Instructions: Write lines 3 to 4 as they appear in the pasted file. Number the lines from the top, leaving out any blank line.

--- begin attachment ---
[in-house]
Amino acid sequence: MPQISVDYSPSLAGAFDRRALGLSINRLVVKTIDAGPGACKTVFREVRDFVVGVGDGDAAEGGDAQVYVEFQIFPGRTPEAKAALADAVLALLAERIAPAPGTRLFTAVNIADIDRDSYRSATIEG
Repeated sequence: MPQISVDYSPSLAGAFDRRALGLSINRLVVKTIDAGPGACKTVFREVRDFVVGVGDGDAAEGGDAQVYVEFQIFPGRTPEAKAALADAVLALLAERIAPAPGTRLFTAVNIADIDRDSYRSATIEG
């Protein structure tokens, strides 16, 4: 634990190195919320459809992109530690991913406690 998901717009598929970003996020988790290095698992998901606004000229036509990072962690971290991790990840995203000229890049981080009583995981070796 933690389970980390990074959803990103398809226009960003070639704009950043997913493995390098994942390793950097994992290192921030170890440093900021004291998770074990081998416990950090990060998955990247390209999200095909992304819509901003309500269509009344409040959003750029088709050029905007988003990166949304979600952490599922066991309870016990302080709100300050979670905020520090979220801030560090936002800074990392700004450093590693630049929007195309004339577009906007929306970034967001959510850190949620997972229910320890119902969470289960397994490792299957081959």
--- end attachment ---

Repeated sequence: MPQISVDYSPSLAGAFDRRALGLSINRLVVKTIDAGPGACKTVFREVRDFVVGVGDGDAAEGGDAQVYVEFQIFPGRTPEAKAALADAVLALLAERIAPAPGTRLFTAVNIADIDRDSYRSATIEG
């Protein structure tokens, strides 16, 4: 634990190195919320459809992109530690991913406690 998901717009598929970003996020988790290095698992998901606004000229036509990072962690971290991790990840995203000229890049981080009583995981070796 933690389970980390990074959803990103398809226009960003070639704009950043997913493995390098994942390793950097994992290192921030170890440093900021004291998770074990081998416990950090990060998955990247390209999200095909992304819509901003309500269509009344409040959003750029088709050029905007988003990166949304979600952490599922066991309870016990302080709100300050979670905020520090979220801030560090936002800074990392700004450093590693630049929007195309004339577009906007929306970034967001959510850190949620997972229910320890119902969470289960397994490792299957081959």